standardized taxonomy

JOSEPH E. LAFERRIERE josephl at AZTEC.ASU.EDU
Mon Sep 7 04:16:54 CDT 1998


> >But does this group of composites represent one family with 12
> >tribes or one order with 12 families? That is a strictly human decision.
>
> It is also a human decision to recognize two separate subfamilies,
> Tubuliflorae and Liguliflorae, but it is a wrong decision (IMHO), an
> unscientific decision, because both turn out to be polyphyletic. It would
> make as much sense to group Hypochoeris and Felis because they both have
> "cat" as part of their English common names.

I suggest picking up a copy of Linnaeus's Species Plantarum. There, you
will find plants grouped into families and orders based not on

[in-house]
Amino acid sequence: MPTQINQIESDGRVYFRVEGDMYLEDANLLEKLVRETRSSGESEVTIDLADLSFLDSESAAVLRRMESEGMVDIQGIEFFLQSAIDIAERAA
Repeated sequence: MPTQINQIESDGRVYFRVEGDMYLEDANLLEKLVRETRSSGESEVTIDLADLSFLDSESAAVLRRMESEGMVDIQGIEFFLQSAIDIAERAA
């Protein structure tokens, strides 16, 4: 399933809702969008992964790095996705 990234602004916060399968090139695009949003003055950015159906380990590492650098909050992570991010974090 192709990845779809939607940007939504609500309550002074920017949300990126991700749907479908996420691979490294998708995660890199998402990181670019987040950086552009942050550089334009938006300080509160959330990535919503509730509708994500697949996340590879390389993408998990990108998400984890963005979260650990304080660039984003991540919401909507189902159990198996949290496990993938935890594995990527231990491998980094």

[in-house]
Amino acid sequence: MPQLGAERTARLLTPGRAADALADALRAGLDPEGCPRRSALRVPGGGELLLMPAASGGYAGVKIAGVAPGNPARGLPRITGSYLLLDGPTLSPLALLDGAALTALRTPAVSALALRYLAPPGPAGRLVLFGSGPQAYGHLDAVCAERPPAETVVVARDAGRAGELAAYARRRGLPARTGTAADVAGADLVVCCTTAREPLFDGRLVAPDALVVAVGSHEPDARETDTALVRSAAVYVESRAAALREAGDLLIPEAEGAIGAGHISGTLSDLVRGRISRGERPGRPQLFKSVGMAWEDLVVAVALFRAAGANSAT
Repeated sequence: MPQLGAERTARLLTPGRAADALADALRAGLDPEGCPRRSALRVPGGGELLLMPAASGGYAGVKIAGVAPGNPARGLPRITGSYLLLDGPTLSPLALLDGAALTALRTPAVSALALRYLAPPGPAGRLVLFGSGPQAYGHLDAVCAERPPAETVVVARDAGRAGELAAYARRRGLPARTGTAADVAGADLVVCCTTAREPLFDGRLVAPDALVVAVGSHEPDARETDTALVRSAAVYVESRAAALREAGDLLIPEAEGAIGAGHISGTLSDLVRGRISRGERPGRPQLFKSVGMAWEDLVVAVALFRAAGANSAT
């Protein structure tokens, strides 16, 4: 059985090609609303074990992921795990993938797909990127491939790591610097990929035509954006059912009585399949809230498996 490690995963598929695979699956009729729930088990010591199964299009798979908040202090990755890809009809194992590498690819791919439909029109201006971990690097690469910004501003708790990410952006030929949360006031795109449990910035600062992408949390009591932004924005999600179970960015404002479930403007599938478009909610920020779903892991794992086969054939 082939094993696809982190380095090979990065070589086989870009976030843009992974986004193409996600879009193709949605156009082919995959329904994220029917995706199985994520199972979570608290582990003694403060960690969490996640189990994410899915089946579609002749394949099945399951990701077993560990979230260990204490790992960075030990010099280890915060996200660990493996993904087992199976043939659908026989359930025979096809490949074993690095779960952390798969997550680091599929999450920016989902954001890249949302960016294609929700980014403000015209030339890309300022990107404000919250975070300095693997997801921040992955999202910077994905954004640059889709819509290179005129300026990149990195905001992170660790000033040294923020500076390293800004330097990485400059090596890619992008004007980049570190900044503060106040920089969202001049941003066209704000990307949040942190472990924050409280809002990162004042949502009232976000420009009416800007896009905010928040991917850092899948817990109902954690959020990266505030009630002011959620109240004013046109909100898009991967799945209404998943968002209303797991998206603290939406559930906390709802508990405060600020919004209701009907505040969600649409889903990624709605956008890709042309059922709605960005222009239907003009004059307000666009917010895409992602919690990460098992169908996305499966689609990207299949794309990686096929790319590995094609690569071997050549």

phylogenetic considerations but rather simply on the number of
stamens and pistils. Linnaeus, living before Darwin, knew
nothing of evolution nor phylogeny. He developed what to him seemed
a perfectly rational, sensible, scientific system. His classification
was indeed widely accepted and used in Europe and American for a
long time.
    Over 100 years later, some other scientists proposed that
we should use phylogeny rather than arithmetic as the basis for
grouping species into families, orders, etc. This viewpoint won
out and became the general consensus. The scientists who proposed
switching systems were human. The scientists who continue to
use phylogeny as a criterion for taxonomic decisions are human.
I have been told that I am more or less human. I assume you are human
as well. You say that accepting Liguliflorae would be "wrong."
It is wrong because it violates the human-generated criteria which
you have been taught by other humans.

> >The plants care about this even less than the cat.
>
> If *we*, as systematists, don't care, who will?

Exactly my point.

--
Dr. Joseph E. Laferriere
"Computito ergo sum ...  I link therefore I am."




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